Should we value more authentic relationships with our dogs? A study in 2008 by the marketing scholars Michael Beverland, Francis Farrelly and Elison Ai Ching Lim identified two distinct categories of motivation for acquiring a pet dog: intrinsic and extrinsic. Those who were intrinsically motivated valued their dogs for who they were as individuals, and for the friendship formed with the dog. Those who were extrinsically motivated acquired dogs because of a perceived boost in social status, or as a ‘personal identity project’.
Beverland and colleagues argue that extrinsically motivated buyers, and those who acquire a dog as part of a personal identity project, are more likely to buy so-called designer dogs, such as the ‘Pugalier’ (pug-King Charles cavalier cross), and toy purebreds, such as pugs and French bulldogs. As one of the interviewees in the study put it: ‘I want to try a shorthaired dog like a pug, because they’re quite cute. They have to be cute – that’s the criterion – so that they can sit on the couch with you and snuggle up.’ Extrinsically motivated owners are more likely to treat dogs like toys and are more likely to anthropomorphise dogs by dressing them up, grooming them and decorating them. They are also more likely to view dogs as possessions.
Borrowing the language of Beverland et al, we might ask: is being intrinsically motivated to acquire a dog ethically better than being extrinsically motivated?
Fetishisation is always a risk. Mutts and rescues can be ‘cutified’ just as easily as pugs
One avenue for exploring this question is to investigate whether dogs who live with intrinsically motivated owners get better care than dogs who are bought for entertainment, amusement or in hopes of social media stardom. Can we support such a claim with empirical data? Not easily. But there are some threads we might pull on. Beverland’s small study, for example, found that intrinsically motivated people considered the relationship with their dog to be one of mutual respect between two intelligent beings, took seriously the responsibility to care for the dog’s needs, and emphasised the importance of letting their dogs have time off leash to roam and explore. They expressed the desire to let dogs be their ‘authentic’ selves. The extrinsically motivated were more likely to view the human-dog relationship as one-directional, with the owner as the boss of the dog. These owners were interested in dressing up and pampering their dog to meet a certain self-image, and were more likely to neglect the dog’s needs.
For most of us, the motivations behind dog acquisition are a complex combination of extrinsic and intrinsic. Those who find their dog innately satisfying may still tune in to external judgment from others. This can take the form of virtue signalling about having a mutt (‘I’d never get a purebred!’) or about having adopted rather than shopped. Fetishisation is always a risk. Mutts and rescues can be ‘cutified’ just as easily as pugs. And any dog can be put into the service of human self-identity projects and status-seeking. By the same token, even dogs who are the most highly fetishised and commodified may, nevertheless, be recognised by their humans as authentic selves, and unique and beloved individuals.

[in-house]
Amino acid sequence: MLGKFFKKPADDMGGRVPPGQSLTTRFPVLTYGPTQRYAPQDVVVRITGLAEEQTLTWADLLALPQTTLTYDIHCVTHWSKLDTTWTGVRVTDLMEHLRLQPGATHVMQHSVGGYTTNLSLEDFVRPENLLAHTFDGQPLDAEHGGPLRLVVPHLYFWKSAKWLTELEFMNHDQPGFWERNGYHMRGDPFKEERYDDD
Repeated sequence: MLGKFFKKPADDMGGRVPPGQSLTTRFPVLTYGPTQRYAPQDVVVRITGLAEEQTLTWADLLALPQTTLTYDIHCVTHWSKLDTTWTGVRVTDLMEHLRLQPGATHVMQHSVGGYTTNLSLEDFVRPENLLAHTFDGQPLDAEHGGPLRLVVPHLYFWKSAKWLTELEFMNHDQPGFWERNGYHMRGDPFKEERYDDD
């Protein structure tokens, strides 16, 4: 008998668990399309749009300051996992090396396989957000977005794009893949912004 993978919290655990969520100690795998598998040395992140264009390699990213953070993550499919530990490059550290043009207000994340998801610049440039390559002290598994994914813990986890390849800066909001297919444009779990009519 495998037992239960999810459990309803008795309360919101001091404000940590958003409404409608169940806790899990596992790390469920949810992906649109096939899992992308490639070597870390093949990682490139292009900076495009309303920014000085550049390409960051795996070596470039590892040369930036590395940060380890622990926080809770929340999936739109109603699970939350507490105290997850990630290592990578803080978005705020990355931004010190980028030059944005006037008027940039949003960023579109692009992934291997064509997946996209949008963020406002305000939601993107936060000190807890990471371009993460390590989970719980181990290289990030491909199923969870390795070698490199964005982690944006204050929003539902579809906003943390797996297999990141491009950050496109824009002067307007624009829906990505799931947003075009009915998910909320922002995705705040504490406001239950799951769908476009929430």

It’s time to take the ‘cute leash’ off. The study by Beverland and colleagues invites us to examine our intentions when it comes to living with dogs. If the commodification of dogs makes us uncomfortable, then maybe we need to prioritise intrinsic motivations for interspecies friendships, and keep our attention on the inherent value of each dog rather than on their physical appearance. On an individual level, we can ask ourselves: ‘Why do I want to live with a dog, and why this dog?’ On a broader level, all of us who love dogs should actively challenge cultural and social practices that commodify and fetishise dogs. We can examine our motives for acquiring dogs, for considering some dogs superior to others based on their looks, and can think through the consequences for dogs of the human obsession with categorising and valuing them according to that murky but darkly powerful concept: ‘breed’.
Specifically, we can resist the commodification and fetishisation of appearance by opting out of social media channels peddling in the cute economy, such as Instagram accounts featuring dogs with brachycephalic or chondroplastic features, or sized to fit into the palm of our hand. We can choose not to ‘like’ or ‘share’ images of dogs whose cuteness is linked with discomfort, or any time we get a sense of exploitation.
Even if we are biologically attracted to dogs who are super cute, we also have the capacity to be mindful in our emotional responses to dogs, in how and whether we act on our impulses. Sometimes we might decide that our cute response is off base – a dog who can’t breathe really isn’t cute – and we can work to reframe and rewire.
And even more importantly, all of us who live with dogs now – and perhaps especially those who live with an extremely cute dog (raise your hand) – can do our best to take our dogs off the cute leash. After we tell our dog, with a wink, just how cute she is, let’s also take a few minutes to expound on her individual quirks and personality, to contemplate her rich and mysterious inner world. Let’s try to understand who she is behaviourally, what she needs in order to flourish as a dog, and how we can best provide those things. Let’s close our eyes and imagine not how she appears, but who she is. Then, let’s take our regal, beautiful, strange, awe-inspiring dog into the fresh air and let her just be a dog.